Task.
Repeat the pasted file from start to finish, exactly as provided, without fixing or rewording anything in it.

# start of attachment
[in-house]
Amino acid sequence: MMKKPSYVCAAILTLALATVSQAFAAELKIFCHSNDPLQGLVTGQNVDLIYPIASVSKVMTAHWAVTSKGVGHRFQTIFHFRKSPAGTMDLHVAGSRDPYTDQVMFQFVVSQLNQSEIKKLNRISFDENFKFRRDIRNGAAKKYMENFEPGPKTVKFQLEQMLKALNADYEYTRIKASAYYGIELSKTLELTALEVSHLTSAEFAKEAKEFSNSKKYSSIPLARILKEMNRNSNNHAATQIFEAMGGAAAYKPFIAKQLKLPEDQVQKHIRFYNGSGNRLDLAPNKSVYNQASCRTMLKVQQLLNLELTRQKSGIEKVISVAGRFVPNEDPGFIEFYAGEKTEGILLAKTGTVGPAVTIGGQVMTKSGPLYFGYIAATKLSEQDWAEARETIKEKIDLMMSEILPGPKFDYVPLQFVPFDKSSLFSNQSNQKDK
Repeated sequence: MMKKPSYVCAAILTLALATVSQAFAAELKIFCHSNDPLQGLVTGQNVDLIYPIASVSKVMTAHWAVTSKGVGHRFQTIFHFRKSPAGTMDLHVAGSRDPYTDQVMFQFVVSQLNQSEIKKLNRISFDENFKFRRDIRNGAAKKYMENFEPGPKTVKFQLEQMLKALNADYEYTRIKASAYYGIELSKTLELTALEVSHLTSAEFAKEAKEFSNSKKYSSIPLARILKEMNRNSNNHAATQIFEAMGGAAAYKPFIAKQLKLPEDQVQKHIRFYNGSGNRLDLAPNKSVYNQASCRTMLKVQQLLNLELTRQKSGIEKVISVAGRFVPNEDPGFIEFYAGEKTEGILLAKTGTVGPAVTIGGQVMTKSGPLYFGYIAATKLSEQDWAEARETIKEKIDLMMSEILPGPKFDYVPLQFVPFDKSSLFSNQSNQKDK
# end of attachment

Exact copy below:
[in-house]
Amino acid sequence: MMKKPSYVCAAILTLALATVSQAFAAELKIFCHSNDPLQGLVTGQNVDLIYPIASVSKVMTAHWAVTSKGVGHRFQTIFHFRKSPAGTMDLHVAGSRDPYTDQVMFQFVVSQLNQSEIKKLNRISFDENFKFRRDIRNGAAKKYMENFEPGPKTVKFQLEQMLKALNADYEYTRIKASAYYGIELSKTLELTALEVSHLTSAEFAKEAKEFSNSKKYSSIPLARILKEMNRNSNNHAATQIFEAMGGAAAYKPFIAKQLKLPEDQVQKHIRFYNGSGNRLDLAPNKSVYNQASCRTMLKVQQLLNLELTRQKSGIEKVISVAGRFVPNEDPGFIEFYAGEKTEGILLAKTGTVGPAVTIGGQVMTKSGPLYFGYIAATKLSEQDWAEARETIKEKIDLMMSEILPGPKFDYVPLQFVPFDKSSLFSNQSNQKDK
Repeated sequence: MMKKPSYVCAAILTLALATVSQAFAAELKIFCHSNDPLQGLVTGQNVDLIYPIASVSKVMTAHWAVTSKGVGHRFQTIFHFRKSPAGTMDLHVAGSRDPYTDQVMFQFVVSQLNQSEIKKLNRISFDENFKFRRDIRNGAAKKYMENFEPGPKTVKFQLEQMLKALNADYEYTRIKASAYYGIELSKTLELTALEVSHLTSAEFAKEAKEFSNSKKYSSIPLARILKEMNRNSNNHAATQIFEAMGGAAAYKPFIAKQLKLPEDQVQKHIRFYNGSGNRLDLAPNKSVYNQASCRTMLKVQQLLNLELTRQKSGIEKVISVAGRFVPNEDPGFIEFYAGEKTEGILLAKTGTVGPAVTIGGQVMTKSGPLYFGYIAATKLSEQDWAEARETIKEKIDLMMSEILPGPKFDYVPLQFVPFDKSSLFSNQSNQKDK